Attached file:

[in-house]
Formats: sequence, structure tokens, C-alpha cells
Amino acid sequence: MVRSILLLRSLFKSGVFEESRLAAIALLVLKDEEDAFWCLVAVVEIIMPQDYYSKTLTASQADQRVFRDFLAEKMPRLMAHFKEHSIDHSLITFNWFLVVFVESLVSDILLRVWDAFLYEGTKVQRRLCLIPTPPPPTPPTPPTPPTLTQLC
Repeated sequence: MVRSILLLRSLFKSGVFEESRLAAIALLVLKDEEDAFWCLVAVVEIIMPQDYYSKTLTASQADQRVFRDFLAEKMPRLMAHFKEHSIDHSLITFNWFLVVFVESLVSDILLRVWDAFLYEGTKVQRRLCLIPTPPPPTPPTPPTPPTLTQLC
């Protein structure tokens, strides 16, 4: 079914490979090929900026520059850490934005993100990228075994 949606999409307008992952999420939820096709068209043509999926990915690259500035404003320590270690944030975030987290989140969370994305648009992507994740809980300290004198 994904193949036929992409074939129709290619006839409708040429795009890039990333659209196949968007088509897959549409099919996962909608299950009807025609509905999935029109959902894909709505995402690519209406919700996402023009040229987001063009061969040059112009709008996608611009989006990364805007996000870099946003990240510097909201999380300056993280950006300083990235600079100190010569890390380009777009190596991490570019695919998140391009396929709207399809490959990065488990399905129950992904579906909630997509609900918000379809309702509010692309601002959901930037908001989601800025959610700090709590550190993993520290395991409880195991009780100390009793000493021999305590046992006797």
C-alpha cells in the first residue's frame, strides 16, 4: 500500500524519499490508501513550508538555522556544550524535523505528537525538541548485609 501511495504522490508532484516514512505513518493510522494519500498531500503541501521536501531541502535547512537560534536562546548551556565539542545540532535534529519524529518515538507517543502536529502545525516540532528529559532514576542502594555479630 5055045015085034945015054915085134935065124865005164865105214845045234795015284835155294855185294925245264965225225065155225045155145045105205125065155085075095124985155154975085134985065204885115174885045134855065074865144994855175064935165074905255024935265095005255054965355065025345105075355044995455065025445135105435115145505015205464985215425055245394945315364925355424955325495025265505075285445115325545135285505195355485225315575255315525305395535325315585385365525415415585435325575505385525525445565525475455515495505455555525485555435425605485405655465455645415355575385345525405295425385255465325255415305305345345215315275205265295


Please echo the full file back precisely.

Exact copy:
[in-house]
Formats: sequence, structure tokens, C-alpha cells
Amino acid sequence: MVRSILLLRSLFKSGVFEESRLAAIALLVLKDEEDAFWCLVAVVEIIMPQDYYSKTLTASQADQRVFRDFLAEKMPRLMAHFKEHSIDHSLITFNWFLVVFVESLVSDILLRVWDAFLYEGTKVQRRLCLIPTPPPPTPPTPPTPPTLTQLC
Repeated sequence: MVRSILLLRSLFKSGVFEESRLAAIALLVLKDEEDAFWCLVAVVEIIMPQDYYSKTLTASQADQRVFRDFLAEKMPRLMAHFKEHSIDHSLITFNWFLVVFVESLVSDILLRVWDAFLYEGTKVQRRLCLIPTPPPPTPPTPPTPPTLTQLC
């Protein structure tokens, strides 16, 4: 079914490979090929900026520059850490934005993100990228075994 949606999409307008992952999420939820096709068209043509999926990915690259500035404003320590270690944030975030987290989140969370994305648009992507994740809980300290004198 994904193949036929992409074939129709290619006839409708040429795009890039990333659209196949968007088509897959549409099919996962909608299950009807025609509905999935029109959902894909709505995402690519209406919700996402023009040229987001063009061969040059112009709008996608611009989006990364805007996000870099946003990240510097909201999380300056993280950006300083990235600079100190010569890390380009777009190596991490570019695919998140391009396929709207399809490959990065488990399905129950992904579906909630997509609900918000379809309702509010692309601002959901930037908001989601800025959610700090709590550190993993520290395991409880195991009780100390009793000493021999305590046992006797």
C-alpha cells in the first residue's frame, strides 16, 4: 500500500524519499490508501513550508538555522556544550524535523505528537525538541548485609 501511495504522490508532484516514512505513518493510522494519500498531500503541501521536501531541502535547512537560534536562546548551556565539542545540532535534529519524529518515538507517543502536529502545525516540532528529559532514576542502594555479630 5055045015085034945015054915085134935065124865005164865105214845045234795015284835155294855185294925245264965225225065155225045155145045105205125065155085075095124985155154975085134985065204885115174885045134855065074865144994855175064935165074905255024935265095005255054965355065025345105075355044995455065025445135105435115145505015205464985215425055245394945315364925355424955325495025265505075285445115325545135285505195355485225315575255315525305395535325315585385365525415415585435325575505385525525445565525475455515495505455555525485555435425605485405655465455645415355575385345525405295425385255465325255415305305345345215315275205265295